On July 27, 2016, Crackle released the first official trailer for the series. On August 7, 2017, Crackle released a trailer for the second season. On August 7, 2018, Crackle released a trailer for the third season.
The series began streaming on Netflix on May 4, 2021. Since being released on Netflix, the show earned a place in the Netflix Top 10. This generated buzz about whether or not there would be a season four, with speculation that Netflix could potentially pick it up in order to film the next season.
On September 21, 2018, the series held the world premiere of its third season during the second annual Tribeca TV Festival in New York City. Following a screening, a conversation was held featuring members of the cast and crew including director Ben Ketai and actors Edi Gathegi, Ron Perlman, Adam Brody, and Otmara Marrero.
The series received mixed reviews from critics. On the review aggregation website Rotten Tomatoes, season 1 of StartUp holds an average approval rating of 36% based on reviews from 14 critics. The website’s critical consensus reads, “StartUp is a LetDown.” Metacritic, which uses a weighted average, assigned the series a score of 52 out of 100 based on 14 reviews, indicating “mixed or average reviews”.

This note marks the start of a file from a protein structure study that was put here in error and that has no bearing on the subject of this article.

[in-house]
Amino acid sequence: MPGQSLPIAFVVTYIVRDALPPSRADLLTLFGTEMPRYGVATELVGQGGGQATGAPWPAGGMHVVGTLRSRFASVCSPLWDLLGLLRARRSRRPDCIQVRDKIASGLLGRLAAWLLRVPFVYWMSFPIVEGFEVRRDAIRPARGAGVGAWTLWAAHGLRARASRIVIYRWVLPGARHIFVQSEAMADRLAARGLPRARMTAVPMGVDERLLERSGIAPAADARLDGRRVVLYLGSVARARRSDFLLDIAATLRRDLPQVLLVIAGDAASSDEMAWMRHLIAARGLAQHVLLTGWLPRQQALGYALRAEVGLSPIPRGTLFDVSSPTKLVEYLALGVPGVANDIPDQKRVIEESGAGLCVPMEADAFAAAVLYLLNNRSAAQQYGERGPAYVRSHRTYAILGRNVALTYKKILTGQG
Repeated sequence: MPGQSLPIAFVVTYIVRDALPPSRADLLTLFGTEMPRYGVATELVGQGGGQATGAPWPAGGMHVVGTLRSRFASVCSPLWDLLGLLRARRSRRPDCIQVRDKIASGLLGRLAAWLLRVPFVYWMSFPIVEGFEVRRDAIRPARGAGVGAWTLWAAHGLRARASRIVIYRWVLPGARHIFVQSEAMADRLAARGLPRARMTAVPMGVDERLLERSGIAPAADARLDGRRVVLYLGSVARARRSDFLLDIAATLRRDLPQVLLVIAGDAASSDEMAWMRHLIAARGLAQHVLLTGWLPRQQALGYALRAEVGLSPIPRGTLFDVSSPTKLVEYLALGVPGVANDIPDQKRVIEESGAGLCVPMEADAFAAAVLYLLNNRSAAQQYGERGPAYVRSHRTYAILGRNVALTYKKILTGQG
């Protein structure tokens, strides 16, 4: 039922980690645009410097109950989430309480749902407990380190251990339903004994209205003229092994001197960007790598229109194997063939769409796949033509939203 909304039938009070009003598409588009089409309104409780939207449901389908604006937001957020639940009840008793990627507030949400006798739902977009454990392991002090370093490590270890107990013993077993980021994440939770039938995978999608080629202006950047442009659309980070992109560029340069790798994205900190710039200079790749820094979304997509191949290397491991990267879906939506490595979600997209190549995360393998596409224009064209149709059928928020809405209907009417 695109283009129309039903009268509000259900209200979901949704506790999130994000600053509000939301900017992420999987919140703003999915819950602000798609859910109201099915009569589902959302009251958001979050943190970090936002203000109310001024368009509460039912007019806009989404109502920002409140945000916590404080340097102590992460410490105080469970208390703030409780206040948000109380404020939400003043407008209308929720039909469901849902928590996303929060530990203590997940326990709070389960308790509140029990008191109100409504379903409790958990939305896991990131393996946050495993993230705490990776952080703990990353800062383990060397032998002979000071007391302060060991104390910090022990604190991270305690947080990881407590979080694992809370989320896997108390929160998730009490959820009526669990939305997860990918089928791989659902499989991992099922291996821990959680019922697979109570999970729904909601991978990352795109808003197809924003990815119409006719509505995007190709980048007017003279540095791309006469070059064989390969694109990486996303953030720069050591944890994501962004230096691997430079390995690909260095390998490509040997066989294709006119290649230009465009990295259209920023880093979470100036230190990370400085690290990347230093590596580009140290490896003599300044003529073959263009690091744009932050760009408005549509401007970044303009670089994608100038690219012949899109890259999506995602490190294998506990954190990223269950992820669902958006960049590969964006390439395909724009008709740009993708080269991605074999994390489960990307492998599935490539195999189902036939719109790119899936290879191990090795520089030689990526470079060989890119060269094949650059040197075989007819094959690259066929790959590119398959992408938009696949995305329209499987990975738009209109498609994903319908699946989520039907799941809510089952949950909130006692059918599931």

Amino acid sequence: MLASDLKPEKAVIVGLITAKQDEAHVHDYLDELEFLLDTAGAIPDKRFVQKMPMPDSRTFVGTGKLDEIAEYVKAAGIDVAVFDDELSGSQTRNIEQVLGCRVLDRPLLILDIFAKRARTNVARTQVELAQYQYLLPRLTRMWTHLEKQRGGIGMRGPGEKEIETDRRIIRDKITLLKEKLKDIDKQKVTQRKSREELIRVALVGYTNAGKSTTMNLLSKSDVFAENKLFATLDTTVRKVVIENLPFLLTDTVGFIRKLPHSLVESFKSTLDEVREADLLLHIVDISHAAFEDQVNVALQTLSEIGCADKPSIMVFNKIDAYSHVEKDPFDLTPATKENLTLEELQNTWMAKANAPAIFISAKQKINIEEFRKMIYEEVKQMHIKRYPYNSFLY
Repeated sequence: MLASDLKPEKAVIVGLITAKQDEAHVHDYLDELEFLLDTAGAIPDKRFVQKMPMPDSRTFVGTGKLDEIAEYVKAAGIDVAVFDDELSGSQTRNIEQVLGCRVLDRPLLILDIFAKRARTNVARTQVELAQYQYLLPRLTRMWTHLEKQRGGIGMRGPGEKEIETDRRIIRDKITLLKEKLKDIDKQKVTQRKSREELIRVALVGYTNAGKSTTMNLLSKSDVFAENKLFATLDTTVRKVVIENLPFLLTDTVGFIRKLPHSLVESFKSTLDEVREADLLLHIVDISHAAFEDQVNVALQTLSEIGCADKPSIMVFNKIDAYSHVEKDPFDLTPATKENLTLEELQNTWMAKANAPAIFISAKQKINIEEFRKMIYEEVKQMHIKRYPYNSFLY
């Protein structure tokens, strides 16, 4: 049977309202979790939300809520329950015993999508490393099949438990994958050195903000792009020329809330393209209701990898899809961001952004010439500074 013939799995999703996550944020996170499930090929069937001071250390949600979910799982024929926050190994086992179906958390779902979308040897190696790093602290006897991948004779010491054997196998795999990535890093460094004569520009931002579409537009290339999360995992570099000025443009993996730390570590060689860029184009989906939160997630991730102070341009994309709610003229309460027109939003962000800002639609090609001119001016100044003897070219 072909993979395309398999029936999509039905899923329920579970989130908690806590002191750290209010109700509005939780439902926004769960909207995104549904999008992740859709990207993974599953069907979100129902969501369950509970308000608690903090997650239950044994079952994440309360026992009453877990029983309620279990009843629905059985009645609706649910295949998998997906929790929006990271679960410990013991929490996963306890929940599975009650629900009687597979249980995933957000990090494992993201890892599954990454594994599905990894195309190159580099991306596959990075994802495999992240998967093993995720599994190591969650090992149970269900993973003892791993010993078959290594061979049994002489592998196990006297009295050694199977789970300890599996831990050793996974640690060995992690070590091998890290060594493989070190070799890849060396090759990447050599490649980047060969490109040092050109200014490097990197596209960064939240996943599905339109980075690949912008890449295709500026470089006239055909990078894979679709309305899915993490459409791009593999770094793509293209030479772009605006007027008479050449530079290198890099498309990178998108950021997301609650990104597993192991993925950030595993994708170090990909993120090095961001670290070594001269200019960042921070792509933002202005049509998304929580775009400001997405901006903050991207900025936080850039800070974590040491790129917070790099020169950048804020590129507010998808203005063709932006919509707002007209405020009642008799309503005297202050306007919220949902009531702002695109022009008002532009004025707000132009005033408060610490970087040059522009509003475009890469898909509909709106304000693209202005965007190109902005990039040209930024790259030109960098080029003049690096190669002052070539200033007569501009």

A startup ecosystem is formed by people, startups in their various stages and various types of organizations in a location (physical or virtual), interacting as a system to create and scale new startup companies. These organizations can be further divided into categories such as universities, funding organizations, support organizations (like incubators, accelerators, co-working spaces etc.), research organizations, service provider organizations (like legal, financial services etc.) and large corporations. Local Governments and Government organizations such as Commerce / Industry / Economic Development departments also play an important role in startup ecosystem. Different organizations typically focus on specific parts of the ecosystem function and startups at their specific development stage(s).